Last year’s event resulted in 35,080 inspections and identified 4,955 vehicles (14.1%) with out-of-service conditions. FMCSA data shows that brake-related violations comprised six of the 20 most frequently cited violations in 2017.
“We all know how important a properly functioning brake system is to vehicle operation,” CVSA President Jay Thompson said in a June 18 press release. “All components of the brake system must always be in proper operating condition. Brake systems and their parts and components must be routinely checked and carefully and consistently maintained to ensure the health and safety of the overall vehicle.”
Washington — The Federal Motor Carrier Safety Administration is seeking input on whether it should clarify or revise the definitions of “agricultural commodity” or “livestock” in its hours-of-service regulations for commercial truck drivers.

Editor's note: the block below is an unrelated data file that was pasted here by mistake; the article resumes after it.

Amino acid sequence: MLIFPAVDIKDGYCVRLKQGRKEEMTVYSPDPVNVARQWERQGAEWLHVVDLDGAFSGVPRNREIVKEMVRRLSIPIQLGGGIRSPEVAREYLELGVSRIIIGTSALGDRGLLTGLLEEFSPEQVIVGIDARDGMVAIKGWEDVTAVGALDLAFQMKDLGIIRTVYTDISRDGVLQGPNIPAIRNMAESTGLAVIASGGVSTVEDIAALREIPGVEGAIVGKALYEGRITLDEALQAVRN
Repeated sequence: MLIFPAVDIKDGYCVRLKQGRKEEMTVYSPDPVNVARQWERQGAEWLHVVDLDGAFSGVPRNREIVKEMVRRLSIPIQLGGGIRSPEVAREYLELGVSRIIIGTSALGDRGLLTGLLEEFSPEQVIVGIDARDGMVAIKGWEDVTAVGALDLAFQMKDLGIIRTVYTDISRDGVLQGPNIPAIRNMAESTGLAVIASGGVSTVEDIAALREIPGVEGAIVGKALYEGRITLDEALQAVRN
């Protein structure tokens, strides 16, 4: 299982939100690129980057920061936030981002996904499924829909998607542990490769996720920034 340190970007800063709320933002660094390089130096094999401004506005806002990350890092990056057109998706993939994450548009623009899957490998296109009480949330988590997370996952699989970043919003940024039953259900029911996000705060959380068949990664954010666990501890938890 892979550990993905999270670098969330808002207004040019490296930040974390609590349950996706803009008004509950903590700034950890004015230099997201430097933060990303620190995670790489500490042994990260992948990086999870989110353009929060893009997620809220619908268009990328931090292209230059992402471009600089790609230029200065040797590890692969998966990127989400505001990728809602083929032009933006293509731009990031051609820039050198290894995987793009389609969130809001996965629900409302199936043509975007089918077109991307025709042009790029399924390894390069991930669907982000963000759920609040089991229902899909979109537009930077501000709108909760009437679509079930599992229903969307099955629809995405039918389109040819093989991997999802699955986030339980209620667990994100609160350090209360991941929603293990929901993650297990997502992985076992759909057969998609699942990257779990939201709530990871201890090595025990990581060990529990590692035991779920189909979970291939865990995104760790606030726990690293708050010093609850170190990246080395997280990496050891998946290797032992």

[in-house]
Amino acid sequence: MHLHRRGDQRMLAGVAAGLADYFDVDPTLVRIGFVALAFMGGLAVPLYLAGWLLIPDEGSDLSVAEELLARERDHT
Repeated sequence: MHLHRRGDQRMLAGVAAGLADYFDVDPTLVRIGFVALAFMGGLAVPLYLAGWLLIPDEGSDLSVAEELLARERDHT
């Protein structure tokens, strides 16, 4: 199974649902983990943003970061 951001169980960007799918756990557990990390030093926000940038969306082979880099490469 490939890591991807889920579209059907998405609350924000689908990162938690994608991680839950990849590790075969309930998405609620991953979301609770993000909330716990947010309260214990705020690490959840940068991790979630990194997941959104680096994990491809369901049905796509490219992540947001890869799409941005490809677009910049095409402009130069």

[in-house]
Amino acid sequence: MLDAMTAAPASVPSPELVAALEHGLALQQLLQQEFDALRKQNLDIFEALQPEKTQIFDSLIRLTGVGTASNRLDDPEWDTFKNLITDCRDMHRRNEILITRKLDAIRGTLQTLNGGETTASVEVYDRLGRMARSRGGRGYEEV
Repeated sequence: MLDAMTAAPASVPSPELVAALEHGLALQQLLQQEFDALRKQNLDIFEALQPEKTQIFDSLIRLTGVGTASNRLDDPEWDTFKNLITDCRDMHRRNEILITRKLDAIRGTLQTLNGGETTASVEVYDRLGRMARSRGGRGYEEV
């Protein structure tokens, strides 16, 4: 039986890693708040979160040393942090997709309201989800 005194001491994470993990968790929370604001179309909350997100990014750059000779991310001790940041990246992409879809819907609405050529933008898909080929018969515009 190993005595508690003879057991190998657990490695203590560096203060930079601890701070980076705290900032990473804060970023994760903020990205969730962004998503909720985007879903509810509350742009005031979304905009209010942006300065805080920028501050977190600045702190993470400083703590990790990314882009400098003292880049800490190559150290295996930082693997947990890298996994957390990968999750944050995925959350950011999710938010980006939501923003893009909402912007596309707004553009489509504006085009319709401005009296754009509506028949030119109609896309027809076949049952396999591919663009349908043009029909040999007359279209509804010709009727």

FMCSA made the announcement in an advance notice of proposed rulemaking published in the July 29 Federal Register. Current regulations call for exemptions in HOS requirements during harvesting and planting season in each state. Drivers are exempt in a 150-air-mile radius from the source of that agricultural commodity.
In 49 CFR Part 395.2, FMCSA defines “agricultural commodity” as “any agricultural commodity, non processed food, feed, fiber or livestock.” The agency states that the newly published ANPRM “is prompted by indications that the current definitions of these terms may not be understood or enforced consistently when determining whether the HOS exemption applies.”